California State Senator Leland Yee’s (D-San Francisco) disastrous bill (SB 111) would add “language” to the state’s civil rights act. This week, the House Judiciary Committee approved the bill by a vote of 6 to 3, so it could come up for a House floor vote at any time!
Yee authored the same legislation in 2009 and it was passed by the legislature, but thankfully, the bill was vetoed. Today, Californians cannot be so optimistic that new Governor Jerry Brown (D) will veto it as well.
Yee’s SB 111 would prohibit a business from adopting a policy that requires, limits, or prohibits the use of any language, especially English, within a business establishment.
You don’t have to be an attorney to figure out the legal implications of this change. This bill threatens to unleash a flood of frivolous lawsuits against private and parochial schools, professional associations, hospitals, community organizations as well as individuals and employers who “discriminate” by failing to accommodate other languages. This law will have the reverse effect of discriminating against those Americans who only speak English or do not speak a myriad of different languages. Businesses will begin to favor hiring multilingual applicants over those who are monolingual English speakers to cover their bases.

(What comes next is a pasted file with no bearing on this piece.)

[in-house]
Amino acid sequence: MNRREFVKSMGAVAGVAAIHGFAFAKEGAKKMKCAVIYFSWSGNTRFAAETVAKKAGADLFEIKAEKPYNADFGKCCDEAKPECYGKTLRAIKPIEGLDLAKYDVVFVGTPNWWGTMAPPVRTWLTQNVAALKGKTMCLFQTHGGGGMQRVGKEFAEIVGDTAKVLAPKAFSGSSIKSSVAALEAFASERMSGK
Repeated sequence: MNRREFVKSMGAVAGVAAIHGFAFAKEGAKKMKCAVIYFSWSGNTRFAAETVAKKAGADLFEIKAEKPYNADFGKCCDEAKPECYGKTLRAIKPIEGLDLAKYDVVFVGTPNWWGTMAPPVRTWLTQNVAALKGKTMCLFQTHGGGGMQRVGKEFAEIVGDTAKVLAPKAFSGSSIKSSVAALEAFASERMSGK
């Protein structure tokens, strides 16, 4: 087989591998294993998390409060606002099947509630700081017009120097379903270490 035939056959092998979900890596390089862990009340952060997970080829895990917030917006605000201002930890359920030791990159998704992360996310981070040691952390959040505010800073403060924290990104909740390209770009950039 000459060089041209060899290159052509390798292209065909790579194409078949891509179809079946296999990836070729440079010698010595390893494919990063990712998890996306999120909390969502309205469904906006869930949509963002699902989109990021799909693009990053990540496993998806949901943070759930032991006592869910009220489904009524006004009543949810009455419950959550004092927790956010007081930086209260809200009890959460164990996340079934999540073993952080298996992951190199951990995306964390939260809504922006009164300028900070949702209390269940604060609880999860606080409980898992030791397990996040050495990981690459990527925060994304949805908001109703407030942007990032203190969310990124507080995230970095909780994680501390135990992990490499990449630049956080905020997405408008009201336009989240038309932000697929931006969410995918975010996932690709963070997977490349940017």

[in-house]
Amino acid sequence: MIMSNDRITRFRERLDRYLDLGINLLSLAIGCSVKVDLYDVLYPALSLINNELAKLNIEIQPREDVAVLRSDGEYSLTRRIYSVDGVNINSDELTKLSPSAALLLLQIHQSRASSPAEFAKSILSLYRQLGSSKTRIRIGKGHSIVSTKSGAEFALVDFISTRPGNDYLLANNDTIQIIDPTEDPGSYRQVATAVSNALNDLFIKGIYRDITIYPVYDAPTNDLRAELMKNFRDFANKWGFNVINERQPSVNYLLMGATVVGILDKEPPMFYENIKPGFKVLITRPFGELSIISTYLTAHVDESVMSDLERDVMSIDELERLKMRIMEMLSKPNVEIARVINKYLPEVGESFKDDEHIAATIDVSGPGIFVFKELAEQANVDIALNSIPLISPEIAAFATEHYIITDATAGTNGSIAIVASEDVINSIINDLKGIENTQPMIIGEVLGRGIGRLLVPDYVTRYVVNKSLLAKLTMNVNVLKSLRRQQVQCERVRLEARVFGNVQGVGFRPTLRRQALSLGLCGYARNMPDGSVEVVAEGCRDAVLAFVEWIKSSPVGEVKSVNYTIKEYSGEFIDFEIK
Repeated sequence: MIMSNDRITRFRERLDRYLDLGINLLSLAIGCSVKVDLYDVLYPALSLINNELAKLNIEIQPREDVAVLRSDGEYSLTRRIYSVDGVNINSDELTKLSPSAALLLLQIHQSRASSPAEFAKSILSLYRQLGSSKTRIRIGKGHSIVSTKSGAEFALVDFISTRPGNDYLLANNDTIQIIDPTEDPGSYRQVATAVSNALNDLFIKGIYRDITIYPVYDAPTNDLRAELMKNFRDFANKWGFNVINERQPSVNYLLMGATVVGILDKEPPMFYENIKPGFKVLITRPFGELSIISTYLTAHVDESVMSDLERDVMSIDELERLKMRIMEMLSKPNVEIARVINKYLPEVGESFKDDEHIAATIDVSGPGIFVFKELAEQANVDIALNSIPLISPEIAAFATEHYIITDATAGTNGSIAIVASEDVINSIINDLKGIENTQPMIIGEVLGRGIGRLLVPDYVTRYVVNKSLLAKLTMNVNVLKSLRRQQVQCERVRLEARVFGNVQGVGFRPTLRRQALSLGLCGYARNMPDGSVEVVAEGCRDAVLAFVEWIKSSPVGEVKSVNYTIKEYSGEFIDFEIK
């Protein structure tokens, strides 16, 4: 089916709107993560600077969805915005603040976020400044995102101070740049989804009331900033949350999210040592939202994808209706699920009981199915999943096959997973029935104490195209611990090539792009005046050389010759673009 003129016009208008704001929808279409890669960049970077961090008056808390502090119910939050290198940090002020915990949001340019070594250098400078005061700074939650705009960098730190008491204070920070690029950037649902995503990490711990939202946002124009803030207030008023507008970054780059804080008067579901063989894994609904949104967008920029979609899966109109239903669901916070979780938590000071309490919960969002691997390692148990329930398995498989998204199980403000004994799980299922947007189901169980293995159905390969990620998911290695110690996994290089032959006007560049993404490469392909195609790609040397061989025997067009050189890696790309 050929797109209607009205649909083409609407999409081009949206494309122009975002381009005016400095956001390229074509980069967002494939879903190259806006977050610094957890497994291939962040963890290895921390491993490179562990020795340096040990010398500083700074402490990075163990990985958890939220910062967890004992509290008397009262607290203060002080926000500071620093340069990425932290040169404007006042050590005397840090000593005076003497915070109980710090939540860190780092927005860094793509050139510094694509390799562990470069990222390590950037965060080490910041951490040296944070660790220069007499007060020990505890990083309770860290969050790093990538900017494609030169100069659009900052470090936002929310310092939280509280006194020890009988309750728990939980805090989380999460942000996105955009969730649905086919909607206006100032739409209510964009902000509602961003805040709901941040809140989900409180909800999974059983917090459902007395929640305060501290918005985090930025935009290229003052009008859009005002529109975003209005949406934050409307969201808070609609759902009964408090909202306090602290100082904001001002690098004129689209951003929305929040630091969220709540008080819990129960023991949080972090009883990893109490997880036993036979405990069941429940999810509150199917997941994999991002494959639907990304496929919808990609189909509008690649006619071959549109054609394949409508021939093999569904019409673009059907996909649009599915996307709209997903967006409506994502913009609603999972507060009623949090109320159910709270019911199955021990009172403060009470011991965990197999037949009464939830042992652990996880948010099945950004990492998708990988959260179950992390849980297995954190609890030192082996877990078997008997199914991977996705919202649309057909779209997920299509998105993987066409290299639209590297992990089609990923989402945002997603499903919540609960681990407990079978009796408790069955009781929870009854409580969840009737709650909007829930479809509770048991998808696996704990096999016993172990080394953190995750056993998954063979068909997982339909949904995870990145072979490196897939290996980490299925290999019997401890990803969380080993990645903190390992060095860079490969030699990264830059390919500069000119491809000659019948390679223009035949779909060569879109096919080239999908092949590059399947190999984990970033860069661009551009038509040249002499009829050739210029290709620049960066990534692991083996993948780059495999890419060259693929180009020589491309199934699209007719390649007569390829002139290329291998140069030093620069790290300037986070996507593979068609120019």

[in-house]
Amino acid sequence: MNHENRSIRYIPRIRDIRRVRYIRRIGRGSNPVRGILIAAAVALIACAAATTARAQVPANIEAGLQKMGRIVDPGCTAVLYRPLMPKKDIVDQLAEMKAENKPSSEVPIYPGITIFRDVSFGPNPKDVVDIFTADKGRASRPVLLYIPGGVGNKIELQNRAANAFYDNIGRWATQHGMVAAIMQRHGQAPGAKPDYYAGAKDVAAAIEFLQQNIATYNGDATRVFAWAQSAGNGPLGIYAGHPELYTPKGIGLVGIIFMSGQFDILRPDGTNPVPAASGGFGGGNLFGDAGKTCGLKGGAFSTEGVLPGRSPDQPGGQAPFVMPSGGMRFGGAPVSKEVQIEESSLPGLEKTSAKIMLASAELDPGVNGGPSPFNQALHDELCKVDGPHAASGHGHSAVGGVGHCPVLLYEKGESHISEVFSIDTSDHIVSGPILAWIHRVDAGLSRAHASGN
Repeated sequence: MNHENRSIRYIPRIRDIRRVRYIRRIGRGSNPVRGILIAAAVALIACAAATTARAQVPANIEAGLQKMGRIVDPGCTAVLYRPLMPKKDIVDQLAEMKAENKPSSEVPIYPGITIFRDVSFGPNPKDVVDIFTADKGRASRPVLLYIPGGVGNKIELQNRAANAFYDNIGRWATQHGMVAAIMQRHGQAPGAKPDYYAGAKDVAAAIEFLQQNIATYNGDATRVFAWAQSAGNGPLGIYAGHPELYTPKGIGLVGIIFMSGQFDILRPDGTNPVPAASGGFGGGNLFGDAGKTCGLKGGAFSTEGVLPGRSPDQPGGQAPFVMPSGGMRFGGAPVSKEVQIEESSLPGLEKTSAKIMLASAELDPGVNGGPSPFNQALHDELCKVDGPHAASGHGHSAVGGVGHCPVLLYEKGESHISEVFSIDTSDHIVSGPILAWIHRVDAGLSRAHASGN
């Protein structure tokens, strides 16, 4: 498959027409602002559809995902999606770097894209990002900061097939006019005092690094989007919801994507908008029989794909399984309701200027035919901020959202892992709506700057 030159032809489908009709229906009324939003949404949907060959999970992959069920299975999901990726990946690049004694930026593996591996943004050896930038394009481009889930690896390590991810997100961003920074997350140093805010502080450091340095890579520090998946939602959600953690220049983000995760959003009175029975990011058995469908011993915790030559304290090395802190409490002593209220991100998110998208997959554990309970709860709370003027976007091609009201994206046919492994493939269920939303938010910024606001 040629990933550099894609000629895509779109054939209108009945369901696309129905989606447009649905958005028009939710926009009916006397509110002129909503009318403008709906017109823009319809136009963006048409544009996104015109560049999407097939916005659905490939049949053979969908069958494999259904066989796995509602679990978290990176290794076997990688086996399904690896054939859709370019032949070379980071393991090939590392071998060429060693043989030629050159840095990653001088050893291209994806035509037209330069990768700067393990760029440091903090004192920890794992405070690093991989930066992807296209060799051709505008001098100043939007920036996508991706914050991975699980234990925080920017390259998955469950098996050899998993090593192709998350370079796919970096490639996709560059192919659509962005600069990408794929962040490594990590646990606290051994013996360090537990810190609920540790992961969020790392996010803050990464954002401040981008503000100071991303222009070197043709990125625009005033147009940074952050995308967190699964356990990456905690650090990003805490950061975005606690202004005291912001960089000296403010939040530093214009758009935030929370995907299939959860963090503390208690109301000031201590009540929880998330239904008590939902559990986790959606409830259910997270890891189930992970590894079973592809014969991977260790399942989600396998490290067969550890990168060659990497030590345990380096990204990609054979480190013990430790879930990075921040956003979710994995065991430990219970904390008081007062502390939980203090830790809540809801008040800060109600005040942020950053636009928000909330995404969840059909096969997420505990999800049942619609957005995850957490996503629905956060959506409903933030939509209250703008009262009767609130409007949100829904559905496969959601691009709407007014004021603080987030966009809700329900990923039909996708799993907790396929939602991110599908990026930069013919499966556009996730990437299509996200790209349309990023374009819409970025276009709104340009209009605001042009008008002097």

S.B. 111 violates the free speech rights of employers and private citizens guaranteed by Article I of the California Constitution and runs afoul of Article III, Section 6 of the California Constitution – the provision making English the official language of California. California voters adopted Section 6 by an overwhelming majority of seventy three percent (73%) in a 1986 statewide referendum. It reads in part: “The legislature shall make no law which diminishes or ignores the role of English as the common language of the State of California.”
While civil rights statutes can effectively protect against “immutable characteristic” discrimination (such as race, ancestry, national origin, and gender discrimination), the language one chooses to speak in the workplace is not immutable and should not have protected status.
California’s economy is suffering. Now is not the time to burden California businesses with costly legislation that will increase their chances of being sued.
Because the Assembly Judiciary Committee approved SB 111, the bill could come to a full House vote at any time. Tell your state representative NOT to condone DISCRIMINATION against English-speaking citizens by voting NO on SB 111!